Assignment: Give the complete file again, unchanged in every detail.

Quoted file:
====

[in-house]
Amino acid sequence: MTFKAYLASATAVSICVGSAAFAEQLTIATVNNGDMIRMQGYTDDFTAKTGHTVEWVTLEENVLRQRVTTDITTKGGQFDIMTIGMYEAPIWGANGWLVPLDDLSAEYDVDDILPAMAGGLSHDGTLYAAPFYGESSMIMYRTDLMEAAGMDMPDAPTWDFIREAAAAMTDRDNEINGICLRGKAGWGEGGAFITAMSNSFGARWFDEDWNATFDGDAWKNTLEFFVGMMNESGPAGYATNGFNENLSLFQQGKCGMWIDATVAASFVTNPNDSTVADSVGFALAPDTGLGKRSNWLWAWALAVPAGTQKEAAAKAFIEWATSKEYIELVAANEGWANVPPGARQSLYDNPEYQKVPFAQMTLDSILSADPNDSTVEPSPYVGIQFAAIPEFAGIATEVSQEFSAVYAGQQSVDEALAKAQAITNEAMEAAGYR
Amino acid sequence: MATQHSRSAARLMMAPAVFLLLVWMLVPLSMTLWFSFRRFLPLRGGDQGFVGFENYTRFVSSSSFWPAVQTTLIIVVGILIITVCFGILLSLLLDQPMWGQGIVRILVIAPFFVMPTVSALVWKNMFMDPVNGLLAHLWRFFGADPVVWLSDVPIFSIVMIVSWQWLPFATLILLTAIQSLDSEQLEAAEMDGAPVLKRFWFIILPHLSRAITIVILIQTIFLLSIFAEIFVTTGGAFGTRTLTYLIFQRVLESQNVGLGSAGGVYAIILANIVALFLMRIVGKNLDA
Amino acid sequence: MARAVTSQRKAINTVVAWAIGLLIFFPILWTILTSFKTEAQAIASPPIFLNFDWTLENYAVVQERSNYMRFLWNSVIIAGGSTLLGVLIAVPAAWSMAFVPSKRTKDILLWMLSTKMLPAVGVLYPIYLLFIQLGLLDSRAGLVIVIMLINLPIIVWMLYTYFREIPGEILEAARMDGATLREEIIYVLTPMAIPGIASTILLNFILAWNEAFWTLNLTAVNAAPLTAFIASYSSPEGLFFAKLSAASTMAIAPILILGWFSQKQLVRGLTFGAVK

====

[in-house]
Amino acid sequence: MTFKAYLASATAVSICVGSAAFAEQLTIATVNNGDMIRMQGYTDDFTAKTGHTVEWVTLEENVLRQRVTTDITTKGGQFDIMTIGMYEAPIWGANGWLVPLDDLSAEYDVDDILPAMAGGLSHDGTLYAAPFYGESSMIMYRTDLMEAAGMDMPDAPTWDFIREAAAAMTDRDNEINGICLRGKAGWGEGGAFITAMSNSFGARWFDEDWNATFDGDAWKNTLEFFVGMMNESGPAGYATNGFNENLSLFQQGKCGMWIDATVAASFVTNPNDSTVADSVGFALAPDTGLGKRSNWLWAWALAVPAGTQKEAAAKAFIEWATSKEYIELVAANEGWANVPPGARQSLYDNPEYQKVPFAQMTLDSILSADPNDSTVEPSPYVGIQFAAIPEFAGIATEVSQEFSAVYAGQQSVDEALAKAQAITNEAMEAAGYR
Amino acid sequence: MATQHSRSAARLMMAPAVFLLLVWMLVPLSMTLWFSFRRFLPLRGGDQGFVGFENYTRFVSSSSFWPAVQTTLIIVVGILIITVCFGILLSLLLDQPMWGQGIVRILVIAPFFVMPTVSALVWKNMFMDPVNGLLAHLWRFFGADPVVWLSDVPIFSIVMIVSWQWLPFATLILLTAIQSLDSEQLEAAEMDGAPVLKRFWFIILPHLSRAITIVILIQTIFLLSIFAEIFVTTGGAFGTRTLTYLIFQRVLESQNVGLGSAGGVYAIILANIVALFLMRIVGKNLDA
Amino acid sequence: MARAVTSQRKAINTVVAWAIGLLIFFPILWTILTSFKTEAQAIASPPIFLNFDWTLENYAVVQERSNYMRFLWNSVIIAGGSTLLGVLIAVPAAWSMAFVPSKRTKDILLWMLSTKMLPAVGVLYPIYLLFIQLGLLDSRAGLVIVIMLINLPIIVWMLYTYFREIPGEILEAARMDGATLREEIIYVLTPMAIPGIASTILLNFILAWNEAFWTLNLTAVNAAPLTAFIASYSSPEGLFFAKLSAASTMAIAPILILGWFSQKQLVRGLTFGAVK